It was a night of high-fives, hugs, standing ovations, tears and celebration at Harlem’s Fashion Row’s 16th annual Fashion Show and Style Awards, celebrating hip-hop’s 50th anniversary.
Held at the iconic Apollo Theater in Harlem, the event honored Stella Jean as designer of the year; Kelly Rowland as fashion icon; Gabriella Karefa-Johnson, Vogue’s global contributing editor as editor of the year; Wayman Bannerman and Micah McDonald, a Los Angeles-based styling duo, as stylists of year, and photographer Johnny Nuñez as hip-hop trailblazer. Rapper and songwriter A$AP Rocky received the Virgil Abloh Award, presented by LVMH Moët Hennessy Louis Vuitton.
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Following the awards ceremony, three emerging Black designers showed their collections: Nicole Benefield, Aaron Potts and sustainable brand designer Megan Smith, whose line is Megan Renee.
The theme of the event, sponsored by AT&T and Disney Create 100 and Camille Rose, was “Remix,” in honor of the 50th anniversary of hip-hop. Among those in attendance were June Ambrose, Sergio Hudson and Dapper Dan, in addition to presenters such as Tamron Hall, Tonne Goodman and Samira Nasr.
Brandice Daniel, founder and chief executive officer of Harlem’s Fashion Row, said, “We are here in the heart of Harlem at the world-famous Apollo Theater. We are commemorating a huge milestone — the 50th anniversary of hip-hop. Hip-hop has left an indelible mark on me personally and every facet of our culture, especially fashion.”
She said the evening also celebrated the art of storytelling, because that’s what hip-hop is. “And these are stories of resilience, stories of triumph, stories of ambition and stories of audacity,” Daniel said. “We will also honor the distinguished innovators who have shaped the fashion landscape who don’t often get recognized enough.”
She said many of the artists and designers they were celebrating have overcome considerable obstacles, particularly those who have faced systemic racial barriers that persist in the fashion industry. “This evening serves of a testament to the dismantling of those barriers and the ascent towards an inclusive and empowering fashion industry,” Daniel said.
Daniel underscored the economic weight of the Black consumer. According to McKinsey, Black Americans are expected to spend $70 billion annually on apparel and footwear. “These same individuals are three times more likely to patronize Black-owned or -founded brands. To overlook this, is to overlook the deniable force of our community,” Daniel said.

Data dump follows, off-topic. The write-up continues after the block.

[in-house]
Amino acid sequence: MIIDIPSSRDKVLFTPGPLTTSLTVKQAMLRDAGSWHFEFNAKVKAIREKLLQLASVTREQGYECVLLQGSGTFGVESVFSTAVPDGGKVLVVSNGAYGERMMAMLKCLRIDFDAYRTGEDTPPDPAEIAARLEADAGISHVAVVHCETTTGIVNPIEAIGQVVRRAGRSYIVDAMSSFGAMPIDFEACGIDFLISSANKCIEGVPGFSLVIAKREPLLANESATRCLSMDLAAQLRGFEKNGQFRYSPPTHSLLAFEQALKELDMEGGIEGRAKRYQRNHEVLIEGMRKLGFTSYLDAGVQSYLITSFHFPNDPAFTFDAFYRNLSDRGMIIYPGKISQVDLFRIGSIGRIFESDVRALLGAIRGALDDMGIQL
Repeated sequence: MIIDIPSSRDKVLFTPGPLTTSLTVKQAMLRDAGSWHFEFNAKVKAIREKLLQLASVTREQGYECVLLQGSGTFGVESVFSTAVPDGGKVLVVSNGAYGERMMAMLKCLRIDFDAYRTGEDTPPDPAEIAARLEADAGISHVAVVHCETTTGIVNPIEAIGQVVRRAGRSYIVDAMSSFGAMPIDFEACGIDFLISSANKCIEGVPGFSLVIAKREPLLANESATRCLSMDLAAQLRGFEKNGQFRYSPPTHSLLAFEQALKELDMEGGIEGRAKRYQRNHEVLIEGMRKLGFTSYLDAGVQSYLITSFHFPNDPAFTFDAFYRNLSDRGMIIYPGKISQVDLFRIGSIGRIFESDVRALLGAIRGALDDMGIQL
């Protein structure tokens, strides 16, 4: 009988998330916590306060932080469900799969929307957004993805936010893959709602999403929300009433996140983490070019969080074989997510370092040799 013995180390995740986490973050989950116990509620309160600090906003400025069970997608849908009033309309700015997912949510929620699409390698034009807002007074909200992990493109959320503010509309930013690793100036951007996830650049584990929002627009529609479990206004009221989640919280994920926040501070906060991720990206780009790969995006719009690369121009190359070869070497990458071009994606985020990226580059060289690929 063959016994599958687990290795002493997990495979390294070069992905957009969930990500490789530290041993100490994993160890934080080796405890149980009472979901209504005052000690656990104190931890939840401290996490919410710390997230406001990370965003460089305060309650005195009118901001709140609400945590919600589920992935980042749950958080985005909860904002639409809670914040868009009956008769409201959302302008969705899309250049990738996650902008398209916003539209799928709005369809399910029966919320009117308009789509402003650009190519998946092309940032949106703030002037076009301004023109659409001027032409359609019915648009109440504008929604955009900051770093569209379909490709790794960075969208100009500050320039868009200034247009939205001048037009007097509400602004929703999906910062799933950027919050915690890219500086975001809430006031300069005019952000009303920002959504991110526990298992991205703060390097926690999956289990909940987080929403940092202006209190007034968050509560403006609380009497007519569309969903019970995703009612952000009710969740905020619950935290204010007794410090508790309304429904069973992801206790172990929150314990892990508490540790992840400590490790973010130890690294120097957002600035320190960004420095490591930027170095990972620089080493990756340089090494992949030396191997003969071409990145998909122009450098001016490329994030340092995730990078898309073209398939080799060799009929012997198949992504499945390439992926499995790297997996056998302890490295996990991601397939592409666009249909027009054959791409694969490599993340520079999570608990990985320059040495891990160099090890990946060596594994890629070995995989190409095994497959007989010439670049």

Daniel said she’s grateful for her brand partners, many of whose executives were in the audience from companies such as H&M, American Eagle Outfitters, Abercrombie & Fitch, Lululemon, Nike, Victoria’s Secret, Dior Beauty, Macy’s Neiman Marcus, Nordstrom, Saks, Sephora, and LVMH.
In presenting the Fashion Icon award to his wife, Rowland, Tim Witherspoon said, “I couldn’t pass up this moment to tell you in front of the world that you have always been my icon. Not just in fashion, but in all that you do, including raising our sons, and raising the bar for yourself.…You’re the flyest and you do it all. with style and grace.”
In accepting her award, Rowland, who rose to fame in the late 1990s as a member of Destiny’s Child, said, “I love that Black man. I love you so much Tim. I am not going to cry. First of all, Brandice, hearing you talk about Harlem’s Fashion Row, I just want to shout your name and talk about you from every rooftop. For what you are doing is groundbreaking…you are the true icon. Thank you so much for seeing me. You have no idea how much this means to me.”
She said that when she was called about being a fashion icon, I was like, “What is that?”
“For me, I thought it was all the girls in the fashion magazines who started trends,” she said. She said her history with fashion started with Destiny’s Child when Tina Knowles, Beyoncé’s mother, took matters into her own hands “and she dressed us and I remember what it was like to start a trend.” She said she knows “that we start the trends, we make things cool. Fashion should be grateful for us.”
Karefa-Johnson said as a fashion editor she’s had the privilege to shape the narrative that extends beyond the pages and the runway. “Through our art, we’ve had the privilege of reshaping perception, dismantling barriers and showing the world that diversity is not just a buzz word but the very essence of beauty and creativity,” she said. “Our choices and voices as a fashion editor acutely shape the world of fashion, beauty and style, and with that power comes a responsibility to acknowledge and amplify voices that have long been silent and to champion stories that have never been told.”